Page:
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Socialist Forces Front

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Socialist Forces Front
  • Arabic: جبهة القوى الاشتراكية
First National SecretaryYoucef Aouchiche
Founded29 September 1963; 60 years ago (1963-09-29)
HeadquartersAlgiers, Algeria
IdeologyDemocratic socialism
Political positionCentre-left to left-wing
National affiliationForces of the Democratic Alternative
International affiliation
Colours  Sky blue
Council of the Nation
4 / 144
People's National Assembly
0 / 407
People's Provincial Assemblies
63 / 2,004
64 / 1,540
People's Municipal Assemblies
897 / 24,786

The Socialist Forces Front; (Arabic: جبهة القوى الاشتراكية) is a social democratic and secularist political party, mainly supported by Berbers in Algeria. The FFS is a member of the Socialist International and the Progressive Alliance. It led an unsuccessful rebellion against the Algerian government from 1963 to 1964.

History and profile[edit]

Establishment and rebellion (1963)[edit]

The party was formed by Hocine Aït Ahmed on 29 September 1963[1][2] in the city of Tizi Ouzou to oppose Ben Bella's government. Following the party's creation, Aït Ahmed began an armed rebellion and captured a number of towns in Kabylia. The Ben Bella government, aided by the National Liberation Army, swiftly took control of the dissident towns during a mostly bloodless confrontation. The FFS rebels were not supported by the people and were pushed into the mountains by the government's army.[3] Preferring to avoid direct conflict, the FFS and its soldiers retracted into the mountains from where they could launch guerrilla tactics. The rebellion was defeated in 1964 and Hocine Aït Ahmed was arrested and sentenced to death.

The 1963 conflict resulted in 10 months of armed confrontation in the region, leaving more than four hundred dead, and most of the FLN leaders from Kabylia and the eastern provinces either executed or forced into exile.[4] Hocine Aït Ahmed escaped prison in 1966 and fled to Switzerland.

Party legalization (1990)[edit]

The party was legalised in 1990.[1] It however boycotted the 2002 and 2007 legislative elections and the 2009 presidential election "calling it systematic electoral fraud in favour of the ruling parties".[5]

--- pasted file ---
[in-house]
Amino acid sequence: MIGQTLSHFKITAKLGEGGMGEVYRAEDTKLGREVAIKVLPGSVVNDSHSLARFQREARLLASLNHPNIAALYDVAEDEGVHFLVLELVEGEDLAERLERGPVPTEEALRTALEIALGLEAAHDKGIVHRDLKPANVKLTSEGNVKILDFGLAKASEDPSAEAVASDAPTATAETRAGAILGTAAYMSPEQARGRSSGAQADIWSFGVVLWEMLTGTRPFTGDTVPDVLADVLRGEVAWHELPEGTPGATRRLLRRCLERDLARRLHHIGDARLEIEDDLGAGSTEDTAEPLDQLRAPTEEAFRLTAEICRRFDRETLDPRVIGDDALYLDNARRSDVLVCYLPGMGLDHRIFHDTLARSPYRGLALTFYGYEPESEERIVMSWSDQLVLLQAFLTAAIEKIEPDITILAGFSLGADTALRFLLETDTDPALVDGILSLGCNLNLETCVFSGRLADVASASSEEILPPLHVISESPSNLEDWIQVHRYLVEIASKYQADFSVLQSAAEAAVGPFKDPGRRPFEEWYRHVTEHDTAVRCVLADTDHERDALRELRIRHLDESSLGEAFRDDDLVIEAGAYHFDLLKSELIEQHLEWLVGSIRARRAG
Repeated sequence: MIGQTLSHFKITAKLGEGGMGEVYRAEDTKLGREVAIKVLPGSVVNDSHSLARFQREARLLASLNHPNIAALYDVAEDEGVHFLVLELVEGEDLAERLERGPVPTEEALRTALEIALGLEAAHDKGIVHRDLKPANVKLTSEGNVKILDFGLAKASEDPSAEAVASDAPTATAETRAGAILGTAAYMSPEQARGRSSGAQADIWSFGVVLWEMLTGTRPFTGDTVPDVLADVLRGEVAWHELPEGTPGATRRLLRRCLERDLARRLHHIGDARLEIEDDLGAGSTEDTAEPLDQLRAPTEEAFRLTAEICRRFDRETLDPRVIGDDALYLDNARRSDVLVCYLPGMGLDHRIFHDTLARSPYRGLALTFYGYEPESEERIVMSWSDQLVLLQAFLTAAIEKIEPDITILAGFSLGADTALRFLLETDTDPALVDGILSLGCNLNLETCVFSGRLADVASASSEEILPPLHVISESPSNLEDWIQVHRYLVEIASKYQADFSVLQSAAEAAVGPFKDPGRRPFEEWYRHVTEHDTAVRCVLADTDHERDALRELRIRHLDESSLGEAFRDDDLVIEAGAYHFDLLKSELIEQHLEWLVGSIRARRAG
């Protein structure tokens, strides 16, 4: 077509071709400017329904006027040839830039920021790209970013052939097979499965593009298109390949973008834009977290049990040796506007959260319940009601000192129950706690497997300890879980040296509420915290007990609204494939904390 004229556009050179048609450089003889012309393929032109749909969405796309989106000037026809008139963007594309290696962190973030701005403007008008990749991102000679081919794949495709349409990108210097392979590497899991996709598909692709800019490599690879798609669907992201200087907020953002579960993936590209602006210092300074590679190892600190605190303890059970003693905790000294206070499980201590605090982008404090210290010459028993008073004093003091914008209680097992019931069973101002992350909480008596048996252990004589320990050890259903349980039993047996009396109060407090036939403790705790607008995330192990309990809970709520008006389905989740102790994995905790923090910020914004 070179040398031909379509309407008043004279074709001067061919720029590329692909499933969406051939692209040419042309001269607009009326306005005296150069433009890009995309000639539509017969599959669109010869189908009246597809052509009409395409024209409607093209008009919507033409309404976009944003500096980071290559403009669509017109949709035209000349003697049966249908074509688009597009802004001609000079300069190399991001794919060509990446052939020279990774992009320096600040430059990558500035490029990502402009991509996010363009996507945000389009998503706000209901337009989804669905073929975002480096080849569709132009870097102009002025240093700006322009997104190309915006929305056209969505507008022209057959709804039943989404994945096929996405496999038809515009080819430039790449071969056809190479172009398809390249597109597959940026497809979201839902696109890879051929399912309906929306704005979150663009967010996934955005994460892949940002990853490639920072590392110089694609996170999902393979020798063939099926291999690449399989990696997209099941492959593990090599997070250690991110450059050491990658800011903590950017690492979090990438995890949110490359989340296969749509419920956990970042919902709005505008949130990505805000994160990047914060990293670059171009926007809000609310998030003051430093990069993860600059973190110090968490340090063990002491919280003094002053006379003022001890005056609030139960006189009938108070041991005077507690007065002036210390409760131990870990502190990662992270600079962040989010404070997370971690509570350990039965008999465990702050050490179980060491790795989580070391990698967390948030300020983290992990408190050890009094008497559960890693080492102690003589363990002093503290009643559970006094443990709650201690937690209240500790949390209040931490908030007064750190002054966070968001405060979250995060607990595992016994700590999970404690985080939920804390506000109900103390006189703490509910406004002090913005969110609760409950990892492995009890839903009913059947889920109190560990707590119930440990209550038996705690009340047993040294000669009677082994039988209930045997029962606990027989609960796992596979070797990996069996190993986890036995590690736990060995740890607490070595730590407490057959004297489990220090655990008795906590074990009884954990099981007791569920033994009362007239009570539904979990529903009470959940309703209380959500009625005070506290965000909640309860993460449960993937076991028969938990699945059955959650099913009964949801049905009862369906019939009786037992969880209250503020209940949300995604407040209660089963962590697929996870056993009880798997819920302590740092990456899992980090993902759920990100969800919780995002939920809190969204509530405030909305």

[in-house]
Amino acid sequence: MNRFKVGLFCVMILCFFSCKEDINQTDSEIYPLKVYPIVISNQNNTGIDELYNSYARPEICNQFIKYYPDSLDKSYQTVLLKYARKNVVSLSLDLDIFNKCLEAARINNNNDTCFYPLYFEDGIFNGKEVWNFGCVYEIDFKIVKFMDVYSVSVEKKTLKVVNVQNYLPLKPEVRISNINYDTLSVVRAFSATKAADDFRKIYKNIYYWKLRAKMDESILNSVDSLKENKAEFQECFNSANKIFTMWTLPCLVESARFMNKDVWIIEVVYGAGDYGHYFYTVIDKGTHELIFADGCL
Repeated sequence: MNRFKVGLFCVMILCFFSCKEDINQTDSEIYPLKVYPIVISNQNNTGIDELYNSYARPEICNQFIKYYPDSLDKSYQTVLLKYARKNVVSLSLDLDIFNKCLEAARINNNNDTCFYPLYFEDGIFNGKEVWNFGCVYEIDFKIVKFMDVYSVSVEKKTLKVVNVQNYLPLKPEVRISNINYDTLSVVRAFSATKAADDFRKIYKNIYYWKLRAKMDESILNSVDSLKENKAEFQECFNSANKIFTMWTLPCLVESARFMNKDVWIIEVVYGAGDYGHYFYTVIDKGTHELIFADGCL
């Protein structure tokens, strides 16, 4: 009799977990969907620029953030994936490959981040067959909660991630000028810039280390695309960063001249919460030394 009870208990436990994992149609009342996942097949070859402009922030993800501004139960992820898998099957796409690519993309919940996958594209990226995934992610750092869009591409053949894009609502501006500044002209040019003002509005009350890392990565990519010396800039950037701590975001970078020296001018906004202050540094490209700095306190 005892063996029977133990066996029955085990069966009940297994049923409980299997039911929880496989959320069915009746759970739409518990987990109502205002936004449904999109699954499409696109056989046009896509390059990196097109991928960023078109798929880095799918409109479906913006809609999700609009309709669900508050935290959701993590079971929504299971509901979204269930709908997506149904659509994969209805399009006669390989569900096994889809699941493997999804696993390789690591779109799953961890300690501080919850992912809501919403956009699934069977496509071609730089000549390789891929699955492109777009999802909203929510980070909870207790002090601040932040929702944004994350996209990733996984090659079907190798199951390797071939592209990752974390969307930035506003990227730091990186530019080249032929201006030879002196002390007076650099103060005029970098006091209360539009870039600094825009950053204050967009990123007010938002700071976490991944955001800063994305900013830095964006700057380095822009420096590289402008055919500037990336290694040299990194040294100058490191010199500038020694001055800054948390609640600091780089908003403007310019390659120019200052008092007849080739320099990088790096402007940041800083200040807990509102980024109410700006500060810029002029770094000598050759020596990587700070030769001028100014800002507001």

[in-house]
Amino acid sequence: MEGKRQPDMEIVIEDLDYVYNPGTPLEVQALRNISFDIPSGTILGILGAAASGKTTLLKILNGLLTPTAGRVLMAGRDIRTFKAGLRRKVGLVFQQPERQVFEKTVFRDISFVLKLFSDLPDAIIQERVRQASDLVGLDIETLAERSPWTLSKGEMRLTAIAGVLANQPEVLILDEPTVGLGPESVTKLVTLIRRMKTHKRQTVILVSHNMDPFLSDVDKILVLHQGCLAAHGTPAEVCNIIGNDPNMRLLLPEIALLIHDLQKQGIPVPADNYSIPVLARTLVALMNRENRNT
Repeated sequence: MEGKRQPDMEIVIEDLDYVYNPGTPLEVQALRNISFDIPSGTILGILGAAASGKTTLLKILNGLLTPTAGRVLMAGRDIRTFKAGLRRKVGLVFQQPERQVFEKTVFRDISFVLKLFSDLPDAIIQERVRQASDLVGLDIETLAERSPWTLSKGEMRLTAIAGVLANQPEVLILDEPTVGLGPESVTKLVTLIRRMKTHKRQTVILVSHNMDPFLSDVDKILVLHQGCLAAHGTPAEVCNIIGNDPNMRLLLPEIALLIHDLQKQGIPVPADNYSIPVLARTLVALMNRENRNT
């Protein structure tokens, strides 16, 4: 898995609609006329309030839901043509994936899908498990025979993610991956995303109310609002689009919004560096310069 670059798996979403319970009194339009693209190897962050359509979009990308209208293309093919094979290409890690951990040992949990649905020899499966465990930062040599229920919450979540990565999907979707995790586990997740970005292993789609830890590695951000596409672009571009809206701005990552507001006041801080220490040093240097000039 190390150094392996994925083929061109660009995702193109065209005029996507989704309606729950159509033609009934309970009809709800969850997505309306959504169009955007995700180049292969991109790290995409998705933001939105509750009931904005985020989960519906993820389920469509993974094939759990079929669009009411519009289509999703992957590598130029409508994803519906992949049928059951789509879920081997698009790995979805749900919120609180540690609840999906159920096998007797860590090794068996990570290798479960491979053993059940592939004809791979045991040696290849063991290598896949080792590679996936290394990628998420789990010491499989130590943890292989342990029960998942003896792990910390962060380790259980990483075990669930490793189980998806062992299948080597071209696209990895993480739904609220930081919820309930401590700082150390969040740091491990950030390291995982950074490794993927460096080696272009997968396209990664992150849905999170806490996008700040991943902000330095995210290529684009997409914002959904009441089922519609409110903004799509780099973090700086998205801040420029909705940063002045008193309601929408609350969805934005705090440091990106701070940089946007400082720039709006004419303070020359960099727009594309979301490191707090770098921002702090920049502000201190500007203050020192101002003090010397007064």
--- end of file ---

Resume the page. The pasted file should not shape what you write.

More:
2012 legislative election[edit]

Though former Prime Minister Sid Ahmed Ghozali urged a boycott on the grounds that the election would be "a foregone conclusion",[6] the party decided to participate in the 2012 legislative election. Apart from international monitors being invited to observe the process, Algerian Workers' Party leader Louisa Hanoune, a quite successful candidate to the 2009 presidential elections, had announced to work towards an alliance of the two parties.[7]

Hocine Aït Ahmed wrote to the Council of the Nation saying that "participation in these elections is a tactical necessity for the FFS, which falls in line with (its) construction strategy of peaceful democratic alternative to this despotic regime, corrupt and destructive. [The purpose of the party] does not lie in a quota of seats to reach [but] in mobilising political[ly] and peaceful[ly] in our party and our people."[5] With an electoral result of mere 2.47%, the party reached 27 seats making it the second-largest opposition power after the Islamist Green Algeria Alliance.

See also[edit]


  1. ^ a b Augustus Richard Norton (2001). Civil society in the Middle East. 2 (2001). BRILL. p. 83. ISBN 90-04-10469-0. Archived from the original on 21 May 2024. Retrieved 13 September 2014.
  2. ^ "Leftist Parties of Algeria". Broad Left. Archived from the original on 10 October 2016. Retrieved 7 May 2016.
  3. ^ SSSR), Institut Afriki (Akademii͡a nauk; Smirnov, Sergeĭ Rufovich (1968). A History of Africa 1918-1967. "Nauka" Publishing House.
  4. ^ Le Saout, Didier; Rollinde, Marguerite (1999). Émeutes et Mouvements sociaux au Maghreb. Karthala. p. 46. ISBN 978-2-865-37998-9.
  5. ^ a b "Algérie : le FFS ira aux législatives" Archived 6 November 2014 at the Wayback Machine. Le Figaro. Retrieved on 10 May 2012.
  6. ^ Le FFS ira aux élections : « le boycott du prochain scrutin ne constitue pas un meilleur choix que la participation » Archived 24 April 2012 at the Wayback Machine. Siwel.info. Retrieved on 10 May 2012.
  7. ^ L'Expression – Le Quotidien – Louisa Hanoune candidate à Alger Archived 6 November 2014 at the Wayback Machine. Lexpressiondz.com. Retrieved on 10 May 2012.

External links[edit]